Perception & Psychophysics

, Volume 70, Issue 7, pp 1207–1216

Auditory and visual attention-based apparent motion share functional parallels

  • Wendy E. Huddleston
  • James W. Lewis
  • Raymond E. Phinney
  • Edgar A. DeYoe
Article

DOI: 10.3758/PP.70.7.1207

Cite this article as:
Huddleston, W.E., Lewis, J.W., Phinney, R.E. et al. Perception & Psychophysics (2008) 70: 1207. doi:10.3758/PP.70.7.1207

Abstract

A perception of coherent motion can be obtained in an otherwise ambiguous or illusory visual display by directing one's attention to a feature and tracking it. We demonstrate an analogous auditory effect in two separate sets of experiments. The temporal dynamics associated with the attention-dependent auditory motion closely matched those previously reported for attention-based visual motion. Since attention-based motion mechanisms appear to exist in both modalities, we also tested for multimodal (audiovisual) attention-based motion, using stimuli composed of interleaved visual and auditory cues. Although subjects were able to track a trajectory using cues from both modalities, no one spontaneously perceived (“multimodal motion”) across both visual and auditory cues. Rather, they reported motion perception only within each modality, thereby revealing a spatiotemporal limit on putative cross-modal motion integration. Together, results from these experiments demonstrate the existence of attention-based motion in audition, extending current theories of attention-based mechanisms from visual to auditory systems.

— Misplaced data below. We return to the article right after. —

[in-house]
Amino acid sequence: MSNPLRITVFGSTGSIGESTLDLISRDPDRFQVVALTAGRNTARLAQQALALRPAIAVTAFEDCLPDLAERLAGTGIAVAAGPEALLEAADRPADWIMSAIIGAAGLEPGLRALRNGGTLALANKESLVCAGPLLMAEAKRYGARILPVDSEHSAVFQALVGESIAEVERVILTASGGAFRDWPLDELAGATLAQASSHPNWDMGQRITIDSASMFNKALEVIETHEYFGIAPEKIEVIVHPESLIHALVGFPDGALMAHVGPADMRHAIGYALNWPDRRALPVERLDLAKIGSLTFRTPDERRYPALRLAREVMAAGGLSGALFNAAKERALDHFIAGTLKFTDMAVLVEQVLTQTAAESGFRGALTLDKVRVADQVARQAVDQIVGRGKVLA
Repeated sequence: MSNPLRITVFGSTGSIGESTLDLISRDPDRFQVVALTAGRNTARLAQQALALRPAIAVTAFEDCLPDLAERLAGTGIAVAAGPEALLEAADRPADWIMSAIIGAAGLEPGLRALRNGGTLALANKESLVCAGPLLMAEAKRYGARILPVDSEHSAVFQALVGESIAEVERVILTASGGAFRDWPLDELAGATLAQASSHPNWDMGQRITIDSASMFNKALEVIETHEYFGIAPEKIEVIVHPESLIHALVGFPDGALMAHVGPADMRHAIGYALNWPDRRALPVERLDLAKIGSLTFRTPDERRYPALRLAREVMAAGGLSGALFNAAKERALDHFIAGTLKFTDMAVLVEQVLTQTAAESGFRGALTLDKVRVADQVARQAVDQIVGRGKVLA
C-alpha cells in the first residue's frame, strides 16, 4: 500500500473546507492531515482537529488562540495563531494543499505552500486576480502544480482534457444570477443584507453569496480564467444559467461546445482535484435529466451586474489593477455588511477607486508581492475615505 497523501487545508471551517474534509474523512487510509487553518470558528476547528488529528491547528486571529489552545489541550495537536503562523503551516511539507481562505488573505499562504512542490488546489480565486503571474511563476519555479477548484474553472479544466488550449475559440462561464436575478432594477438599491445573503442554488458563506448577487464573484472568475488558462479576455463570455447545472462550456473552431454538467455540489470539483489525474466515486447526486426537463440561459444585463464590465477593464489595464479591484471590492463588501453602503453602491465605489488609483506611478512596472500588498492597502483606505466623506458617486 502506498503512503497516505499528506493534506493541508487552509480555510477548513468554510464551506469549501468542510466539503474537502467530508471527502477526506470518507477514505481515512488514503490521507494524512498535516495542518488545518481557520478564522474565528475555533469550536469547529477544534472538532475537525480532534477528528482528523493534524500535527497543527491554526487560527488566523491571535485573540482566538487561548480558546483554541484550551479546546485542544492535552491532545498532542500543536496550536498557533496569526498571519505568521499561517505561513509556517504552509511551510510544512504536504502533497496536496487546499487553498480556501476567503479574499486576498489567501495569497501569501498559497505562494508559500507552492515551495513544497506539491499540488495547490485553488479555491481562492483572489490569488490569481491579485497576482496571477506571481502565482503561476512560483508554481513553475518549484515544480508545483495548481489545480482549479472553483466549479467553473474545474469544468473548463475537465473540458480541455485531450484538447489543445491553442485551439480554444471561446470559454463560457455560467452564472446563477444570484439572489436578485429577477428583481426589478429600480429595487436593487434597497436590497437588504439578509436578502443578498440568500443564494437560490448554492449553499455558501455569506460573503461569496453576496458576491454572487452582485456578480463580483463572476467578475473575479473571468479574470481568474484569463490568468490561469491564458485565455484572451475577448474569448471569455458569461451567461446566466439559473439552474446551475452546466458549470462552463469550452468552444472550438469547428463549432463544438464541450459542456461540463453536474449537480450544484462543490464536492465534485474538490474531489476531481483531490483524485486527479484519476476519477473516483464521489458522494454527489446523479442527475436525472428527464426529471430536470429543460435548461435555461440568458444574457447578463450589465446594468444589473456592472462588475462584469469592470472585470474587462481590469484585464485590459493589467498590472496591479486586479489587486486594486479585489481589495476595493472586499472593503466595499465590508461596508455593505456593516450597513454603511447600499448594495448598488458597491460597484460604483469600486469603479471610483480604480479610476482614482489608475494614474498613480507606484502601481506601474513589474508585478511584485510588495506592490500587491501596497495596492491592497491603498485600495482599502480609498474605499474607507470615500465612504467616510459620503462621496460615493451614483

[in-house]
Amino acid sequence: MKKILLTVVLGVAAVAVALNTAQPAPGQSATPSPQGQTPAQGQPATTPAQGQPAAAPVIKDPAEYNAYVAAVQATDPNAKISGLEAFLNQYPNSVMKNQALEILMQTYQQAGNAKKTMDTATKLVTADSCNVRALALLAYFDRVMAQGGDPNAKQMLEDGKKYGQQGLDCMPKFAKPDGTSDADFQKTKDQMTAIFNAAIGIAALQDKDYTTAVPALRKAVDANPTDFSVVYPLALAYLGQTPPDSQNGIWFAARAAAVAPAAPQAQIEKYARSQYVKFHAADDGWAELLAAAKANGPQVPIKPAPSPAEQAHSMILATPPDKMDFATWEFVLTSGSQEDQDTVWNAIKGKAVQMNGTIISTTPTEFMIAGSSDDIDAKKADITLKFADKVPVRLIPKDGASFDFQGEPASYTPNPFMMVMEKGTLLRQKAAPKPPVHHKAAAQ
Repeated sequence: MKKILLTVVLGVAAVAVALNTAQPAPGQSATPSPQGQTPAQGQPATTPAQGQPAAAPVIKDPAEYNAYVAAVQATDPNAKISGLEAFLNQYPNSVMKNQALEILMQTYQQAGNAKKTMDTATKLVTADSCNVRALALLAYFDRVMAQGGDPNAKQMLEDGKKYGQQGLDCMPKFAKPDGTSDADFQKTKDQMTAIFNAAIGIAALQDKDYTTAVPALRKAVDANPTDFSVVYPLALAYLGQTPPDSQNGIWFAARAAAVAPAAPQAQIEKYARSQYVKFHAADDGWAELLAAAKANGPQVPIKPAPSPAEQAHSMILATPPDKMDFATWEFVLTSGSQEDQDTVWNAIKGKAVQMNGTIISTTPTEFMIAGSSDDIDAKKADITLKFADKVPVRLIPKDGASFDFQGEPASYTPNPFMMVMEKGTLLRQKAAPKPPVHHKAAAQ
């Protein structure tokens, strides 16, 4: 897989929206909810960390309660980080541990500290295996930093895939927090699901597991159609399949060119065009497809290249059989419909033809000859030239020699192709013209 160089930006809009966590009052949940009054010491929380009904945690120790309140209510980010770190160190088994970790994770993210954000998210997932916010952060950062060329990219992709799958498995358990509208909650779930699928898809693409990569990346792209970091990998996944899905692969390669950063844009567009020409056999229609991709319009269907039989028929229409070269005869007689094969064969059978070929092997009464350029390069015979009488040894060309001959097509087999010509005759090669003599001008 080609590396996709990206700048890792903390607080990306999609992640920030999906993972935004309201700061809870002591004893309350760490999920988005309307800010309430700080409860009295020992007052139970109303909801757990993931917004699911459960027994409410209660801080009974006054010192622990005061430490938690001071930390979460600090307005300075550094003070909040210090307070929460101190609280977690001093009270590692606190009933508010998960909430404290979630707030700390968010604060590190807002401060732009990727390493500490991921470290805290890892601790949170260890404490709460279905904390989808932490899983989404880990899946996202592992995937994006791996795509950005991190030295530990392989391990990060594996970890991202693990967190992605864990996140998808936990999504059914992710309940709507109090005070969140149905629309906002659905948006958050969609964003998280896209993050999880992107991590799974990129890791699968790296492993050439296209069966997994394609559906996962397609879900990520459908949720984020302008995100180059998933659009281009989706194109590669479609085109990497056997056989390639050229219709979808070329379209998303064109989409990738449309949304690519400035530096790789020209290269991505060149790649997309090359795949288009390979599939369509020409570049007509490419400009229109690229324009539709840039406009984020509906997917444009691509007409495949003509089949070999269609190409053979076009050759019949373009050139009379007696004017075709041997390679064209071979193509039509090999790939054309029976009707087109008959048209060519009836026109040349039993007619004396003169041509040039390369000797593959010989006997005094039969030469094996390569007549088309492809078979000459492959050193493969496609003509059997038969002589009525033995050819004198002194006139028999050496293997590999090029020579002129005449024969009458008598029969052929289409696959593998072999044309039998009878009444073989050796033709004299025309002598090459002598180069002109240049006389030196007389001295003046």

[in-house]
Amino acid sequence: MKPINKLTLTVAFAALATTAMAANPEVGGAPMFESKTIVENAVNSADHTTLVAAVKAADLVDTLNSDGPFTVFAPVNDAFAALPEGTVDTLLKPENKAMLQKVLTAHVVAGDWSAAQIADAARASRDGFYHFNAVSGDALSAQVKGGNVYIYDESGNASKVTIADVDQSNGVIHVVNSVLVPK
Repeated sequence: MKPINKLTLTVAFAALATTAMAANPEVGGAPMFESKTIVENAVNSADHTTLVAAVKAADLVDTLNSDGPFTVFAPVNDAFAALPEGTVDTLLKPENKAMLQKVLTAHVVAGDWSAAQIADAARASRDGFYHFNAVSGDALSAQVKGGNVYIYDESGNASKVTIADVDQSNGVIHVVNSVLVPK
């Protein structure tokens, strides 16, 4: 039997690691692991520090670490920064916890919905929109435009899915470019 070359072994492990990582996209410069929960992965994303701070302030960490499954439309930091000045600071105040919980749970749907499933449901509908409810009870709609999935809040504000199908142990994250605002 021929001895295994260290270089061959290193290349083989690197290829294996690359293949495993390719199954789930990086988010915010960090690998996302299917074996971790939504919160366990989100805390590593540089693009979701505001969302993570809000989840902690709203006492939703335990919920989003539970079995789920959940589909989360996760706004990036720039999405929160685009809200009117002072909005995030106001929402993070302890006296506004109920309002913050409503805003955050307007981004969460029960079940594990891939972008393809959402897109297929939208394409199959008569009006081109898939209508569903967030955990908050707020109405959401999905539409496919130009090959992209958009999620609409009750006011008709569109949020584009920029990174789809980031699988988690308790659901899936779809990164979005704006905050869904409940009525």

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Copyright information

© Psychonomic Society, Inc. 2008

Authors and Affiliations

  • Wendy E. Huddleston
    • 1
  • James W. Lewis
    • 2
  • Raymond E. Phinney
    • 3
  • Edgar A. DeYoe
    • 4
  1. 1.Department of Human Movement SciencesUniversity of WisconsinMilwaukee
  2. 2.West Virginia UniversityMorgantown
  3. 3.Wheaton CollegeWheaton
  4. 4.Medical College of WisconsinMilwaukee